Good rains in Namibia have led to a spectacular bloom of lilies on the Sandhof Farm, about 40km outside the town of Maltahohe in southern Namibia.
The funnel-shaped flowers (Crinum Paludosum) commonly known as bushveld vlei lilies bloom in marshy areas and only last for six or seven days before they change colour from pink to white, and then wither.
The profusion of flowers pictured below started to bloom in a clay pan on Sandhof Farm a few weeks ago drawing about 2,000 visitors, according to Mark Morgan, the owner of the farm. This is the first time since the drought that they have flowered. The bulbs only bloom after there has been enough rain, about 30cm of water on the clay pan.
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Morgan said, ‘the flowers were exceptionally beautiful this year because the pan where the flowers grow had no grass,’ according to Xinhua News Agency.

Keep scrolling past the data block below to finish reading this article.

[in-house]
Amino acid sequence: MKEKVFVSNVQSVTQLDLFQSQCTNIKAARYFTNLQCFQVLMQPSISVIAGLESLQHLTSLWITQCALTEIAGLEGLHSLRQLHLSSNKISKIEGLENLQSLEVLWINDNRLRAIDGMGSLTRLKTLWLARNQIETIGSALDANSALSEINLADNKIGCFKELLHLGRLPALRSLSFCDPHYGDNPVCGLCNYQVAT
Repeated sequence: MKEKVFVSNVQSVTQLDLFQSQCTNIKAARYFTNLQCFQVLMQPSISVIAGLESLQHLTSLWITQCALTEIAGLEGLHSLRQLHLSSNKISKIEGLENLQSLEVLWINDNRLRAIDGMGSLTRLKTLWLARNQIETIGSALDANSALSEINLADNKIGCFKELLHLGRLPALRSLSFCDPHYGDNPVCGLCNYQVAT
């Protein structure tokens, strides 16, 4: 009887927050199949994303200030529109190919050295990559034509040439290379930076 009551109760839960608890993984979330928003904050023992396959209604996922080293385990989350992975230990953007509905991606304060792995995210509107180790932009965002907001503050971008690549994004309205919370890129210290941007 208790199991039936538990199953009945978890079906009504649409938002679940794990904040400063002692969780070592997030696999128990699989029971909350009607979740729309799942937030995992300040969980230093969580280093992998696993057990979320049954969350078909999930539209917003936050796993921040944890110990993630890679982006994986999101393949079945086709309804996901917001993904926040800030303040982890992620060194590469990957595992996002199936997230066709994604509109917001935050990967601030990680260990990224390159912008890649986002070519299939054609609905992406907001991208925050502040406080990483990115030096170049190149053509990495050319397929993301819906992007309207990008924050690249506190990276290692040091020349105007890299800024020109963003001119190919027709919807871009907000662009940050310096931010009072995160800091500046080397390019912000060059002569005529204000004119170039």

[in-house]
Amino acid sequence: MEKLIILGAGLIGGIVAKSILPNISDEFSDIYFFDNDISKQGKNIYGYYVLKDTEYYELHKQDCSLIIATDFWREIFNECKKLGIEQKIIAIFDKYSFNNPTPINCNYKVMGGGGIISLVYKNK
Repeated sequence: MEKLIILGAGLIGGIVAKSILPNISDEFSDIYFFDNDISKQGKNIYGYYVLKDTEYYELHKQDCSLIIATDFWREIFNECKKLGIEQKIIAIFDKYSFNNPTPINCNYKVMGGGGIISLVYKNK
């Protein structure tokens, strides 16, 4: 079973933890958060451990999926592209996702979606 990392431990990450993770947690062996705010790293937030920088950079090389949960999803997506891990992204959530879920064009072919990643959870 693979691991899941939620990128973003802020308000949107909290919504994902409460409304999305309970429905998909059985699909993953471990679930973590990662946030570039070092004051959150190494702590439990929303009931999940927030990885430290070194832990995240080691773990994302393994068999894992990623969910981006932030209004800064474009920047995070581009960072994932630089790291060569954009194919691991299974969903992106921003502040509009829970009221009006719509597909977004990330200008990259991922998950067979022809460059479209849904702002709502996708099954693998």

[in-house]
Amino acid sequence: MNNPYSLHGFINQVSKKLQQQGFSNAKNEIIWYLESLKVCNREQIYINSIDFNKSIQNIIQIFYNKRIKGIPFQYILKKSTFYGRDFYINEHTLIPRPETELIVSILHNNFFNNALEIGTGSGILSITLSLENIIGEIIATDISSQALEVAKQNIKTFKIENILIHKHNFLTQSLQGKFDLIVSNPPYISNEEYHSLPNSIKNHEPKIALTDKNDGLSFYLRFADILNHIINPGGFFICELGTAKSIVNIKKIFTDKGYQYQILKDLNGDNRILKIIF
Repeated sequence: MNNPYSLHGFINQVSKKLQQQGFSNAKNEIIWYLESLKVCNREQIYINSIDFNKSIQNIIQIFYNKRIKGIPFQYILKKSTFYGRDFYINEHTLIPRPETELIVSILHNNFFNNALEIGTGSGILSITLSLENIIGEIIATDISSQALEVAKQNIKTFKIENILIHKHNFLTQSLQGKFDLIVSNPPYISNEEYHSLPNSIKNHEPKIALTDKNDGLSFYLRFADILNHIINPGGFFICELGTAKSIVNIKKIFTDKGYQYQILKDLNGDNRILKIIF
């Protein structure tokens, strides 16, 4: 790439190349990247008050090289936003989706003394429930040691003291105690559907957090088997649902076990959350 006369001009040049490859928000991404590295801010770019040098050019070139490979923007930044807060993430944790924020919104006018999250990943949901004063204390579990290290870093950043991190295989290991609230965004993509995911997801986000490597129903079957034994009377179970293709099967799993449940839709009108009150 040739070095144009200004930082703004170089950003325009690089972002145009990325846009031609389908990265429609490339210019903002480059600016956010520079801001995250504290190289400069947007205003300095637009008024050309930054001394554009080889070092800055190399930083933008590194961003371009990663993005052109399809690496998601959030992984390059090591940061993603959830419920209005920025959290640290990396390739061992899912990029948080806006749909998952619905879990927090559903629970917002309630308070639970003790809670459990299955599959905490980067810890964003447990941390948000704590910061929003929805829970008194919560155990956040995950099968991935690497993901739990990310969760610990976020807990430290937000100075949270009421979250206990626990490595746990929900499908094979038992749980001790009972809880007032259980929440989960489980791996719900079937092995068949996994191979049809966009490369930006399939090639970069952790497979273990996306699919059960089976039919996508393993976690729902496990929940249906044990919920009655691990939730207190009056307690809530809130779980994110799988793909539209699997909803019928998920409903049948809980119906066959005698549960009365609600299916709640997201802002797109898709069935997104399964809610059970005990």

‘Because of the drought, the field was clear and there were no shrubs. Thus the flowers bloomed to their full glory,’ he said.
‘We received visitors from Germany, South Africa, Belgium and the United Kingdom. We opened for the whole week from sunrise to sunset. About two-thirds of the visitors were tourists while the remaining third were locals.’
These lilies can also be found in Botswana and according to the South African National Biodiversity Institute (SANBI) ‘in marshy places from northern KwaZulu-Natal to Limpopo’ in South Africa.
Image credit: Tom T Dun/ Facebook